Mike Rudyk

Reporter, CBC Yukon

Mike Rudyk has worked for CBC Yukon since 1999, as a reporter and videographer. He lives in Whitehorse.

Latest from Mike Rudyk

This snowy winter turned into a record year for bison hunters, says Environment Yukon

A record number of bison were harvested this year in Yukon.

It's pothole season in Whitehorse, and this year it's a bad one

With spring weather finally arrived in Whitehorse, city drivers are feeling the potholes.
Yukon Votes 2021

Yukon Party platform targets families, communities and pandemic recovery

The Yukon Party has released its platform, ahead of the April 12 territorial election. Party leader Currie Dixon presented his "Action Plan" on Wednesday at a Whitehorse brewery.

Yukon government implementing First Nations procurement policy

The policy looks to award 15 per cent of all territorial procurement contracts to Yukon First Nations businesses, and incentivizes subcontracting or partnering with those businesses.

Whitehorse hasn't seen this much snow in nearly half a century

Environment Canada says this winter's snowfall in Whitehorse is in near record-breaking territory. It's the most snow the city has seen since 1972.

Yukon Energy one step closer to having largest battery storage site in the North

Yukon Energy is one step closer to having the largest battery storage site in the North.

Small dog nearly loses its life to hungry lynx in Whitehorse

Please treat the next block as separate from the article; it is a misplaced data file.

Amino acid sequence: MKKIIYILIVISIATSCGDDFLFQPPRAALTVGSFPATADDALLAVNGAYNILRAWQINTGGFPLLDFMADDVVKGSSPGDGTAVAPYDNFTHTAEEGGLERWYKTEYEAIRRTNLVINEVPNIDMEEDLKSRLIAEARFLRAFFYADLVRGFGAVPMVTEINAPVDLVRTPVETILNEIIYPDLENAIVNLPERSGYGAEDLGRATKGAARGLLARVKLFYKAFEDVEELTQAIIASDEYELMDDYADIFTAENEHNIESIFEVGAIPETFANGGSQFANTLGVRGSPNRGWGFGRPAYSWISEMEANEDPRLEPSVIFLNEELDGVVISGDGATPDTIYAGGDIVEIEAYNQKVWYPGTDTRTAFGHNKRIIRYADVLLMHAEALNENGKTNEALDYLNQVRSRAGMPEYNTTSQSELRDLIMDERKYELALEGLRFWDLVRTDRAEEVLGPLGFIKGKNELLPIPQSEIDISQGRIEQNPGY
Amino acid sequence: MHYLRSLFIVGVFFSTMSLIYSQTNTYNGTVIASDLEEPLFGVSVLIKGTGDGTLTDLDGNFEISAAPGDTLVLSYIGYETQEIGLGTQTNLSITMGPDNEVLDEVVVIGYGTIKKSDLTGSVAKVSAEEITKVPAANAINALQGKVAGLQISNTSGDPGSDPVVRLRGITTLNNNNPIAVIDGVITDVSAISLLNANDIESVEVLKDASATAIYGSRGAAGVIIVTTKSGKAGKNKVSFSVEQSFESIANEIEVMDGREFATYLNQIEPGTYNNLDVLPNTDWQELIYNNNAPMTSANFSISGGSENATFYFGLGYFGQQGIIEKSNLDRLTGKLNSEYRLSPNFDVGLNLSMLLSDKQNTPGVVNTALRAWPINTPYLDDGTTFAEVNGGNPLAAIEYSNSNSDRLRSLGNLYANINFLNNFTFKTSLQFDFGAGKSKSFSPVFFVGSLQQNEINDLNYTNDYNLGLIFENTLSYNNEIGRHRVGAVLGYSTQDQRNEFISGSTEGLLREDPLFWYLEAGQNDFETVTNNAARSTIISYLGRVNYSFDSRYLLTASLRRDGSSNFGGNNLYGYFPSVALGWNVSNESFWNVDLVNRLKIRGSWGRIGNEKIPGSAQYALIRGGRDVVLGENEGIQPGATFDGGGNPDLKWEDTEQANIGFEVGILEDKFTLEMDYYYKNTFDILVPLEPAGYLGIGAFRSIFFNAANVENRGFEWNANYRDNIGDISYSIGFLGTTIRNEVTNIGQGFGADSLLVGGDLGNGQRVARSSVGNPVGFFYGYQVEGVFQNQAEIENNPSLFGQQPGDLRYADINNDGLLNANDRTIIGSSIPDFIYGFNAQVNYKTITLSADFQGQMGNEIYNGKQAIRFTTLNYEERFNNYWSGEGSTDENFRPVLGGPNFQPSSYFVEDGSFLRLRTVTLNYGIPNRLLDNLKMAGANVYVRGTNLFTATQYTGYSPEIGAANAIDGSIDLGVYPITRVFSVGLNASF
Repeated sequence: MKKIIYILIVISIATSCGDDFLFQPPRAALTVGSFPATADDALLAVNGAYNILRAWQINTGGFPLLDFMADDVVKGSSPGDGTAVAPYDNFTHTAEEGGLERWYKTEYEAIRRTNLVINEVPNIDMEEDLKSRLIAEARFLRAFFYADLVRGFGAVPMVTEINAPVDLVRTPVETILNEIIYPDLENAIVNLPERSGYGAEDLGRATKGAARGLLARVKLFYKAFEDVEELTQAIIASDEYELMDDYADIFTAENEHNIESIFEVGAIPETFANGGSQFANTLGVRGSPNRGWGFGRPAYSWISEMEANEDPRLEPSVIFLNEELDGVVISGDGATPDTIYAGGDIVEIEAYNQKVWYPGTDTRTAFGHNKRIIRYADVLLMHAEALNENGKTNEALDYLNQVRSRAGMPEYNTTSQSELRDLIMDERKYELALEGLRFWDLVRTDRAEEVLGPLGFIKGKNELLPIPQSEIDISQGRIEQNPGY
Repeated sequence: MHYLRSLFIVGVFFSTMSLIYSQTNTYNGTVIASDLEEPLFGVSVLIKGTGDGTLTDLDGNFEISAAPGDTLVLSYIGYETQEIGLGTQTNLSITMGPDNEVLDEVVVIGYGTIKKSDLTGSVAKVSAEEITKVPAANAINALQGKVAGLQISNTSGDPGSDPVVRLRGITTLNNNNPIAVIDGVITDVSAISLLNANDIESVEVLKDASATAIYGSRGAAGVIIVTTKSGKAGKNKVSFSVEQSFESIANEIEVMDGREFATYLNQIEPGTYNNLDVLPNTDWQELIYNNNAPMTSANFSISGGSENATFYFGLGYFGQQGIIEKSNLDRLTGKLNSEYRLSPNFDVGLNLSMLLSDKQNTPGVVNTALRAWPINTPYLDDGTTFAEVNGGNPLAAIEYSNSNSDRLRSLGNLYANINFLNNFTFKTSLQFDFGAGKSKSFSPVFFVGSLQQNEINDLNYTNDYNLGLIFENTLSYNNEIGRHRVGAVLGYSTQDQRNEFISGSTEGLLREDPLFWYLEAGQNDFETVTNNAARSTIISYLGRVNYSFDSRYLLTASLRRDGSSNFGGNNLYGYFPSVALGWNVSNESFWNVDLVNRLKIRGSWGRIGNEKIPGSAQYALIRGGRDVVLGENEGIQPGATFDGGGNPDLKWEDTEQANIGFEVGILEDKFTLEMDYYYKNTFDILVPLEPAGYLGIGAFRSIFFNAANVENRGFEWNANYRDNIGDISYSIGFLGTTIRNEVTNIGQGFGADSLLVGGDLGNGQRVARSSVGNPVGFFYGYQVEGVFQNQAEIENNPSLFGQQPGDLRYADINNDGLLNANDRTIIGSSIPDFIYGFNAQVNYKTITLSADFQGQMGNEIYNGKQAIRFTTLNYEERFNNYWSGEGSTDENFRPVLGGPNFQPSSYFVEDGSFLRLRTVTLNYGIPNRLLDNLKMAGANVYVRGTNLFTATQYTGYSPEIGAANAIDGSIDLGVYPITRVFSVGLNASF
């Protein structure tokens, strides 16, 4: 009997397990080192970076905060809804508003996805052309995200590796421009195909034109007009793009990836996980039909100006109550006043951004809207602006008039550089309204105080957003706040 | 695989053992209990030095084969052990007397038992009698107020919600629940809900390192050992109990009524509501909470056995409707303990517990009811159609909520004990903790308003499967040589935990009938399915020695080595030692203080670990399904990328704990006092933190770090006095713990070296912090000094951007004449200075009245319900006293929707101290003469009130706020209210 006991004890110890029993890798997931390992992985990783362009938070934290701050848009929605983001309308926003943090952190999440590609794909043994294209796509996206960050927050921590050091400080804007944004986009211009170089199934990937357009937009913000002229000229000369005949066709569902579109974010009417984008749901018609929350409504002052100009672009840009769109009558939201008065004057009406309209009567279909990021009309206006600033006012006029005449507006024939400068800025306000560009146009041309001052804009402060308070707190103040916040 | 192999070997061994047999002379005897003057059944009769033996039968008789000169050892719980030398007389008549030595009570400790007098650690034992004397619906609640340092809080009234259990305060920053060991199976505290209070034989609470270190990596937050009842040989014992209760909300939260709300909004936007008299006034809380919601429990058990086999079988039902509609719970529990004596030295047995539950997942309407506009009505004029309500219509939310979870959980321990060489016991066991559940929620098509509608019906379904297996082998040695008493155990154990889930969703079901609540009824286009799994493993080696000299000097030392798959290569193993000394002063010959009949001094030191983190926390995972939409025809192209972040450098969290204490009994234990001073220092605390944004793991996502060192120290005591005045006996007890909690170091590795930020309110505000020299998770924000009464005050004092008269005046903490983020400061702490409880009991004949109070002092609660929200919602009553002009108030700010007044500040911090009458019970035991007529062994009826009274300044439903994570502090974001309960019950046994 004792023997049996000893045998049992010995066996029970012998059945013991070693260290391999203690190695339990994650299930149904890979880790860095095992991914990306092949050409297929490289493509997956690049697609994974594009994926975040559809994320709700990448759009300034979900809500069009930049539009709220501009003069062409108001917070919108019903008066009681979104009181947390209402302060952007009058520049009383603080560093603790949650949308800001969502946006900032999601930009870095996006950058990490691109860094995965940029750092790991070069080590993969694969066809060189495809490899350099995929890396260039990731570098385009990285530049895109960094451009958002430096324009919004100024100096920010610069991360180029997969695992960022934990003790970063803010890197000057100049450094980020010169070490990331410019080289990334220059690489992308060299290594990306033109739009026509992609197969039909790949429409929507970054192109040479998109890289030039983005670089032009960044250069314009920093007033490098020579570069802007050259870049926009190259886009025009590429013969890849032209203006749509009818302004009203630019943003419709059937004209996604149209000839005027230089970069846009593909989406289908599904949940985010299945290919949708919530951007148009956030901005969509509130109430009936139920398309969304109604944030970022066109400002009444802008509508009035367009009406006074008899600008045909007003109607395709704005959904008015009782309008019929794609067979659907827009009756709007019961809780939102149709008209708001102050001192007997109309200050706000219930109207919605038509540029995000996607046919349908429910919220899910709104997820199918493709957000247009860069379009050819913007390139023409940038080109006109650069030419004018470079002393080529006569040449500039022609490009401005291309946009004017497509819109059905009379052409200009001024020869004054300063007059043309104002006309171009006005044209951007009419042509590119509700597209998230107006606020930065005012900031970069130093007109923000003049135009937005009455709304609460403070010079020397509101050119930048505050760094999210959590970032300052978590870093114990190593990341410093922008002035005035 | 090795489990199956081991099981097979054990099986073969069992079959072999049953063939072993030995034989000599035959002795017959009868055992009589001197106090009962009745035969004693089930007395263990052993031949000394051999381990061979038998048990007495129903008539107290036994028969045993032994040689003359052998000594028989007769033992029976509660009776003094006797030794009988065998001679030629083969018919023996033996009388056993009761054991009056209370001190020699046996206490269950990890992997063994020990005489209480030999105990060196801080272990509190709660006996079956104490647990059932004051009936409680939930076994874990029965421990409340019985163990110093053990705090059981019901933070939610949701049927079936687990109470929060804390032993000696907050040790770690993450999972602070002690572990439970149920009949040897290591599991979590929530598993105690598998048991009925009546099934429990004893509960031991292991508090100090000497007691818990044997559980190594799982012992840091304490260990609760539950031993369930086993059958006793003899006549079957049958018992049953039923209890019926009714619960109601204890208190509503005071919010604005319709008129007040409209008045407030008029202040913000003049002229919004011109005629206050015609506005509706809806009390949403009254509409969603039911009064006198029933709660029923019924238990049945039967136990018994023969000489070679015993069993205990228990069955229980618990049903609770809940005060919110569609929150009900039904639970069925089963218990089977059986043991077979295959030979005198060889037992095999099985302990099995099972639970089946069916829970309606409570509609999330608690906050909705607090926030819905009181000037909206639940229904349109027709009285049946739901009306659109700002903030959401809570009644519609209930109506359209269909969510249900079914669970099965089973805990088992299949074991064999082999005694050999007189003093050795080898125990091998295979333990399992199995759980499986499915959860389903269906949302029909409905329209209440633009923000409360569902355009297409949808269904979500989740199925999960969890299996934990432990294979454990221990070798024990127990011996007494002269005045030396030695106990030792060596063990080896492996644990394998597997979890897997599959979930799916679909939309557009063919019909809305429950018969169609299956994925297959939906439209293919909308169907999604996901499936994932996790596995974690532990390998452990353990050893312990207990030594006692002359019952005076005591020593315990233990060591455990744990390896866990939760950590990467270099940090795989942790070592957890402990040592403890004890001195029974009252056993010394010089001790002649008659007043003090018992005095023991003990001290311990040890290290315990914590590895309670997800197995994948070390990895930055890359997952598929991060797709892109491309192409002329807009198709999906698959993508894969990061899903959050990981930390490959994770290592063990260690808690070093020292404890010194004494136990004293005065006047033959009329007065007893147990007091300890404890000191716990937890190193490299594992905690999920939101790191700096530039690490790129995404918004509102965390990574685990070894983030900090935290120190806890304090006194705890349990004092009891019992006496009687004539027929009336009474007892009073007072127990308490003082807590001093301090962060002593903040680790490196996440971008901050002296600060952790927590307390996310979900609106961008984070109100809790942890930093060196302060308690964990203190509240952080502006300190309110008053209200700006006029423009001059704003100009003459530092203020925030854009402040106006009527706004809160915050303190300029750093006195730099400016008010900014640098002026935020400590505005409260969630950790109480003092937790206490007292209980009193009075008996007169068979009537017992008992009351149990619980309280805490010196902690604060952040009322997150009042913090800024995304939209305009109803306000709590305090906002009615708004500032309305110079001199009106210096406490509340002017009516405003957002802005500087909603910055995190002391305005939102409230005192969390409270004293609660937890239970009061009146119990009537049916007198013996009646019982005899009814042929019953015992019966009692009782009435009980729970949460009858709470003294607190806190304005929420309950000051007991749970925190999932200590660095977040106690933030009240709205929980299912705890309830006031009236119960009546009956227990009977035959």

A pet owner in Whitehorse is warning residents to watch over their pets when letting them out, after a lynx attacked his dog.

Safety still an issue for women in Whitehorse cabs, group says

The City of Whitehorse says it takes women's safety in taxis seriously, and there are measures in place to protect people. But some local advocates say more needs to be done to guarantee passenger safety.

Whitehorse city workers pile snow high to keep roads clear after early winter storms

City of Whitehorse crews have been dealing with record amounts of snow on residential streets and roads.

Despite temptation to travel, most Yukon snowbirds are staying home this year

For some Yukoners, winters mean time on the beach. But in this pandemic year, it means time shoving stove, keeping the wood stove going, and dreaming about warmer climes.

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